Sandburg was born in Galesburg, Illinois, as the son of poor Swedish immigrant parents. His father was August Sandburg, a blacksmith and railroad worker, who had changed his name from Johnson. His mother was the former Clara Anderson. Sandburg was educated at public school until he was thirteen, and he then worked in odd jobs in Illinois, Kansas, Nebraska, and Colorado. In 1898 he worked as a house-painter. Sandburg enjoyed telling people that he was that he was denied acceptance by West Point because he failed the test. When the Spanish-American War broke out in 1898, Sandurg enlisted but saw no combat. Later he entered Lombard college in Galesburg. During these years he worked as a janitor as a "call man" on the Galesburg fire department. His first book, “In Reckless Ecstasy,” was printed privately in 1904.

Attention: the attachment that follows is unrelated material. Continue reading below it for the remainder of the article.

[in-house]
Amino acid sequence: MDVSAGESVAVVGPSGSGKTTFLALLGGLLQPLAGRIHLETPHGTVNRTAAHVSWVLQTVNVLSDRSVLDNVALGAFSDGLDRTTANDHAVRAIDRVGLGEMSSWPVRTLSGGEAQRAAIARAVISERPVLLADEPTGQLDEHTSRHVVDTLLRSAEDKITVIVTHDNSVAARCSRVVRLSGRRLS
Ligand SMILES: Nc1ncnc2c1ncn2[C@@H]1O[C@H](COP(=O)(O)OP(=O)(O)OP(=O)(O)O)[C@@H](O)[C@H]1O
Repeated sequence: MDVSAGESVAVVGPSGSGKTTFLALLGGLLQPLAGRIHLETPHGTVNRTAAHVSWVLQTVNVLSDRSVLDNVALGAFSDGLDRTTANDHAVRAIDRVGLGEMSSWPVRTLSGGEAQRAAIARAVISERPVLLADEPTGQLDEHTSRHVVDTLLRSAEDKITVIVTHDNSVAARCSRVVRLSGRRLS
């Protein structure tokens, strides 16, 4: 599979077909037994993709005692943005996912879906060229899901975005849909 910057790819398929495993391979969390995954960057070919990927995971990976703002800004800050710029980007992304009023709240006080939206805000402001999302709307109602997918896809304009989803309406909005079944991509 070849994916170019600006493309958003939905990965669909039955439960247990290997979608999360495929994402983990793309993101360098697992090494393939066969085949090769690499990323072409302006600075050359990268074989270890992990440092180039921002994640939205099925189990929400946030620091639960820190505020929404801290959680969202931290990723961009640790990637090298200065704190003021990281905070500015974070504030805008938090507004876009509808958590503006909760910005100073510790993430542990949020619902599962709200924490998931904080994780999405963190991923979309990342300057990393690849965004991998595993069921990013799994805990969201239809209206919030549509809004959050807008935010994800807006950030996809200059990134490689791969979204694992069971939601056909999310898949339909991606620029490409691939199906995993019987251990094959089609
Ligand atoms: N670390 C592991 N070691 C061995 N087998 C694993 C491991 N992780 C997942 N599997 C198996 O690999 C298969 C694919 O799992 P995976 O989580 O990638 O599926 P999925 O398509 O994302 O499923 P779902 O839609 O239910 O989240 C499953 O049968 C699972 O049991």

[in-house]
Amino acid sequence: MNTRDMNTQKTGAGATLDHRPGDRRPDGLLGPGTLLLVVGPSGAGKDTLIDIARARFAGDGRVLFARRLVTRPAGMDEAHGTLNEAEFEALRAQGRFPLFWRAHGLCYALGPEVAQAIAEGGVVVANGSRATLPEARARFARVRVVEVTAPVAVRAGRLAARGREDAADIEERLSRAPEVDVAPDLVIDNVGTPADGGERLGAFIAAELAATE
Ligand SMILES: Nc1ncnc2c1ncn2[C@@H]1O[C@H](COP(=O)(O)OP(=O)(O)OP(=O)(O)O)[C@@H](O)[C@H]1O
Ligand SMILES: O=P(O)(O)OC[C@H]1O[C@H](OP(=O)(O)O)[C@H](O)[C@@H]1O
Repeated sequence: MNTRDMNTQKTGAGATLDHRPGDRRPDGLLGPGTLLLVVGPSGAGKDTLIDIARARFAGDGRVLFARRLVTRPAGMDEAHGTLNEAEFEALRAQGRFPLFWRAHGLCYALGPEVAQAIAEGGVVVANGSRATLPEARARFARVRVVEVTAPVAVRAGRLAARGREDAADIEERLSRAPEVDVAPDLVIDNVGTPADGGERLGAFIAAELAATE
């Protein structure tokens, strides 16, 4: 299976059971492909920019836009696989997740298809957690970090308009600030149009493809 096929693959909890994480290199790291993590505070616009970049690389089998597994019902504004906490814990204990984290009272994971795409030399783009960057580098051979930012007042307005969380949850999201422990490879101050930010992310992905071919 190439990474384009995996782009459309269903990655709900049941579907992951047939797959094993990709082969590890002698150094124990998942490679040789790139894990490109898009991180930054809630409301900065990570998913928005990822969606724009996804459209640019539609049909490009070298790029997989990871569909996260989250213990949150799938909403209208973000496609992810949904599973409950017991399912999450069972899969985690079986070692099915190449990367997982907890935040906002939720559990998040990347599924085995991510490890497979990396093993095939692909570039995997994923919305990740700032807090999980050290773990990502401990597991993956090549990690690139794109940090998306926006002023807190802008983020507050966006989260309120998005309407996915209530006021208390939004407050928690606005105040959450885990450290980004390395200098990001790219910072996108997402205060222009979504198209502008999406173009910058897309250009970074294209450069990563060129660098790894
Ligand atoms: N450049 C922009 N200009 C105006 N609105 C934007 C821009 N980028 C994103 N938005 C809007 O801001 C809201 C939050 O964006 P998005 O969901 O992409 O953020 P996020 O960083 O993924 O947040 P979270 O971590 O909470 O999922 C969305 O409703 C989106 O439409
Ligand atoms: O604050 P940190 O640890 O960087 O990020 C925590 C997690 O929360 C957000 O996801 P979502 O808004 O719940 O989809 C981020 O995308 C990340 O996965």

Just short of receiving his degree in 1902, Sandburg moved to Wisconsin. He worked as traveler for a stereoptican slides firm, labor organizer, and as a journalist. He also was involved in the presidential campaign of Eugene Debs. In 1908 he married Lillian Steichen. From 1910 to 1912 he worked as secretary to the Socialist mayor of Milwaukee. Sandburg was considered a security risk by J. Edgar Hoover and F.B.I. kept a dossier on him. In 1913 Sandburg moved with his family to a suburb of Chicago. He worked as an editor of a business magazine, and published articles. Sandburg was not a political thinker but he was soon considered to be the voice of men and ideals for the Midwest. Sandburg's first major collection of poems, “Chicago Poems,”appeared in 1916. Sandburg was too old to serve in the army during World War I, but he went abroad to serve as a foreign correspondent. Later, "Abraham Lincoln” The War Years” won the 1940 Pulitzer Prize for history. In 1928 Sandburg moved to Harbert, Michigan, and in 1943, seeking a milder climate, the family moved again, this time to a farm in Flat Rock, North Carolina, where Sandburg lived the rest of his life. Between the wars Sandburg travelled widely as a poetry-reciter, accompanying himself on a guitar. From 1945 he lived as a farmer and writer, breeding goats and folk-singing, in Flat Rock, North Carolina. He was the poet for the John Kennedy Inauguration in 1960. Sandburg died on July 22, in 1967.